This was my first project using openFrameworks. I have always previously been using processing. This project utilizes ofxKinect, ofxCv, and openFrameworks.

An early prototype of this same project was made in Processing using Daniel Shiffman’s kinect library, but I quickly realized I had little chance looping video playback while using processing.

What is next:

~Interface to selectively add or delete layers
~Better Layer ordering
~RGBDToolKit (for high resolution output)
~Second Kinect for increase space


I’ve always been inspired by technological innovation. The artists that have been able to push the bounds of what they have, not necessarily to make projects overly impressive, but to make work fun and expressive. Some of my inspirations are Norman McLaren, Zbigniew Rybczynski, and Peter Campus.

Final Project – Tunable surface: crowd driven acoustic behavior

by varvara @ 11:19 am

What is it about? ————————————————————-

This project builds a workflow between a crowd simulation and an acoustic simulation with the aim to control the acoustic experience of space by taking into account the given crowd configuration.


Overview ————————————————————————

The geometry of a space can significantly affect its acoustic performance. In this project crowd behavior mediates between geometry and acoustics. The simulation of people moving in space drives the movement of a kinetic structure, with the goal to affect the acoustic experience of the space by the surface’s changing geometry. The constantly changing crowd aggregation areas provide sound sources used as input in an acoustic simulation; the results of the simulation determine which surface configuration is appropriate for each crowd condition with the help of an evolutionary algorithm. The project is developed as a feedback loop between the Unity game engine, used to simulate the crowd behavior and the resulting surface changes and the Grasshopper parametric modeling platform used to run a ray trace acoustic simulation and an evolutionary solver.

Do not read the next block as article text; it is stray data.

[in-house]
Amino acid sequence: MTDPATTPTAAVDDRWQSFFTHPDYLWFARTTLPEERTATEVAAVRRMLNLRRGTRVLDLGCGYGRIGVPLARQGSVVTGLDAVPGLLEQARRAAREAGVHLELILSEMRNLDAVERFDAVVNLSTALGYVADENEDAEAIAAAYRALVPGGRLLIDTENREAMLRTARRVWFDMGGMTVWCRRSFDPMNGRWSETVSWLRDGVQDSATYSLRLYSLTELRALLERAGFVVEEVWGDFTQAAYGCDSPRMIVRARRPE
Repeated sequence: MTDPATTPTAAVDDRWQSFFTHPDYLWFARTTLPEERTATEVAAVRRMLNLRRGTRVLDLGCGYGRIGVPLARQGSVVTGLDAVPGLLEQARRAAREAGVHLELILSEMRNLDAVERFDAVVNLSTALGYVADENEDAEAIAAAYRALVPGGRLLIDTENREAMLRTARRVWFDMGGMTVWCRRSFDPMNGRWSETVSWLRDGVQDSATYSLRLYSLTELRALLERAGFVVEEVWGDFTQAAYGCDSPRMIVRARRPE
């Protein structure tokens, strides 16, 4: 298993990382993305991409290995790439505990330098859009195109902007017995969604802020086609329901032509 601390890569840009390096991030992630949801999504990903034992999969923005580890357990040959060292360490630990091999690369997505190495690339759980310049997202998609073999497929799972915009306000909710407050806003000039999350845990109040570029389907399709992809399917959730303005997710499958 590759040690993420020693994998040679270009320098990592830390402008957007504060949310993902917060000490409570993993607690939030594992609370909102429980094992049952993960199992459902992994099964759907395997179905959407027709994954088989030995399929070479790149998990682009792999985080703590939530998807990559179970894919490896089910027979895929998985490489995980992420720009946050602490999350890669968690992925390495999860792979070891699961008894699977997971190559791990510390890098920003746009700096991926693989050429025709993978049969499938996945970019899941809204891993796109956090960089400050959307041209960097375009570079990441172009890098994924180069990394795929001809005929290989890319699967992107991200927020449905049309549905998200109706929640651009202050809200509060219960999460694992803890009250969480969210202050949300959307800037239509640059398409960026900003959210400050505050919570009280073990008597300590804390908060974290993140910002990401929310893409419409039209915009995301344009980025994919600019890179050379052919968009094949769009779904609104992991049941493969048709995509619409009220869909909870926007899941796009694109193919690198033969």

Background ——————————————————————–

This project was motivated by the work developed in the context of the Smart Geometry 2012 workshop by the Reactive Acoustic Environments Cluster, which I joined as a participant. The objective of this cluster was to utilize the technological infrastructure of EMPAC, in Rensselaer Polytechnic Institute in Troy in order to develop a system reactive to acoustic energy. The result was a surface that changes its form – and therefore acoustic character – in response to multimodal input including sound, stereoscopic vision and multi-touch.

Below a couple of photos and a link that summarize the work done during the Smart Geometry Workshop:

Manta, Reactive Acoustic Environments

cluster leaders: Zackery Belanger, J Seth Edwards, Guillermo Bernal, Eric Ameres


Other precedent work that focuses on the topic of how geometry can be explored in order to affect the acoustic experience of space:

Virtual Anechoic Chamber

This project explores how the acoustic performance of a surface can be modified through geometry or material and more specifically explores the sound scattering / sound diffusive acoustic properties of doubly-ruled surfaces. The project team develops digital parametric models to test the surfaces digitally, using computational acoustic analysis techniques suitable for the prediction of sound scattering, as well as physical scale models.

project page:

Tunable Sound Cloud

This project is exploring a canopy with real-time responsive capability to enhance acoustic properties of interior environments. This system is designed with a dynamic self supporting spaceframe structure and layered with a responsive surface actuated with memory alloy materials to control sound behavior.

project page:


Concept ————————————————————————

The acoustic performance of a surface, thus the acoustic experience it provides, can be modified through geometry or material. The precedent work cited highlights that.